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Unilever has achieved gender balance in its global management team, while a new report says the gender employment gap costs the European Union €360bn a year.
The consumer goods giant reports that half of its 14,000 managers are now female, up from 38% in 2010.
“Women constitute the majority of our consumers and we owe a lot of our success to them,” said Leena Nair, Unilever’s head of human resources.
Meanwhile, a study from the EU’s Eurofund agency, which tracks trends to inform policy-making says the gender employment gap costs the European Union €360bn a year, or around 2% of its total economy.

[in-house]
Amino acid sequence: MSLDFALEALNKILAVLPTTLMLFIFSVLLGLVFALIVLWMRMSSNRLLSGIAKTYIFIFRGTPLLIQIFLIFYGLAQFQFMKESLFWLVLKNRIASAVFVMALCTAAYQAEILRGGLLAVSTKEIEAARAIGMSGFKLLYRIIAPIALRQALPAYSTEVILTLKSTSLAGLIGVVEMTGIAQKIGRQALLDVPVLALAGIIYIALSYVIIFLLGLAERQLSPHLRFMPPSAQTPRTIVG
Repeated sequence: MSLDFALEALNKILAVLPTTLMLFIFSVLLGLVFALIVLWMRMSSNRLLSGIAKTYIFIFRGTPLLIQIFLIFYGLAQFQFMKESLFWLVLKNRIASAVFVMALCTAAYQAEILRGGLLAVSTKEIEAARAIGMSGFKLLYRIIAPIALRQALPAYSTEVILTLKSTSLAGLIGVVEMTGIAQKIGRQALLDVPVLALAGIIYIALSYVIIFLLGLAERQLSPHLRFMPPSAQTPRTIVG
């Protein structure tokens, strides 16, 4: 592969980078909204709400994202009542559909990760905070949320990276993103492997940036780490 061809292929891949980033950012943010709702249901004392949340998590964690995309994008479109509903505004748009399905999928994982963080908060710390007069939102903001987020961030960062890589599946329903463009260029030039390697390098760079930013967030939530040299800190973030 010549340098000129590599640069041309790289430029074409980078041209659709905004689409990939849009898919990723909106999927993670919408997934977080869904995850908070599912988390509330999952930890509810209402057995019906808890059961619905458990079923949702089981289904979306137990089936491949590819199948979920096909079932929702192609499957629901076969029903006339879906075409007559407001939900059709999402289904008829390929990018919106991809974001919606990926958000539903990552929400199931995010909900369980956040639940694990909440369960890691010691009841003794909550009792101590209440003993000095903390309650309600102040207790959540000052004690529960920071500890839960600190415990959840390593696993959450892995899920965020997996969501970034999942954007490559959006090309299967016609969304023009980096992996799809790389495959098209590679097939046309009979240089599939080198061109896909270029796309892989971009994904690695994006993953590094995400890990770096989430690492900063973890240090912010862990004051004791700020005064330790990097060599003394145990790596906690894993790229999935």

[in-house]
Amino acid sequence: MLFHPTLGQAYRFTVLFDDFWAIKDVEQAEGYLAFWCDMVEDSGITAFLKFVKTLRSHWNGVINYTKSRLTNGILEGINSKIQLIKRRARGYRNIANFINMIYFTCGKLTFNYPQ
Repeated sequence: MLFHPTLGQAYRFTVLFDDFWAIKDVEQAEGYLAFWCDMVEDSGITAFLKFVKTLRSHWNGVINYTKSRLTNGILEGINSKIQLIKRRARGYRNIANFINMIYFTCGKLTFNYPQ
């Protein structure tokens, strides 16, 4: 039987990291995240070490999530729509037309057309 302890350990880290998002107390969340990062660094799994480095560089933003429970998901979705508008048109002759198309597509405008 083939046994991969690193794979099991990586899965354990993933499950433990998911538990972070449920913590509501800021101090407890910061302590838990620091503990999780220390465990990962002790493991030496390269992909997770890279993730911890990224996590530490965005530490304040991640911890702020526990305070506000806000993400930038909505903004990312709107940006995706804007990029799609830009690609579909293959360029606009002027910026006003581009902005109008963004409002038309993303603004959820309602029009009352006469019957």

The report shows Italy, Malta and Greece are at the bottom with a gender gap of around 20% in 2018. Lithuania, Sweden and Finland were the best EU countries, all below 5%.
On Thursday, the EU’s executive European Commission will present a new gender equality strategy for the 27 member countries, including policies to counter gender-based discrimination and improve women’s access to the labour market. The strategy is for the first time expected to recommend the introduction of a legal obligation to report on the gender pay gap across the bloc. “Where there are legally binding measures, the situation improves,” said an EU official working on the plan.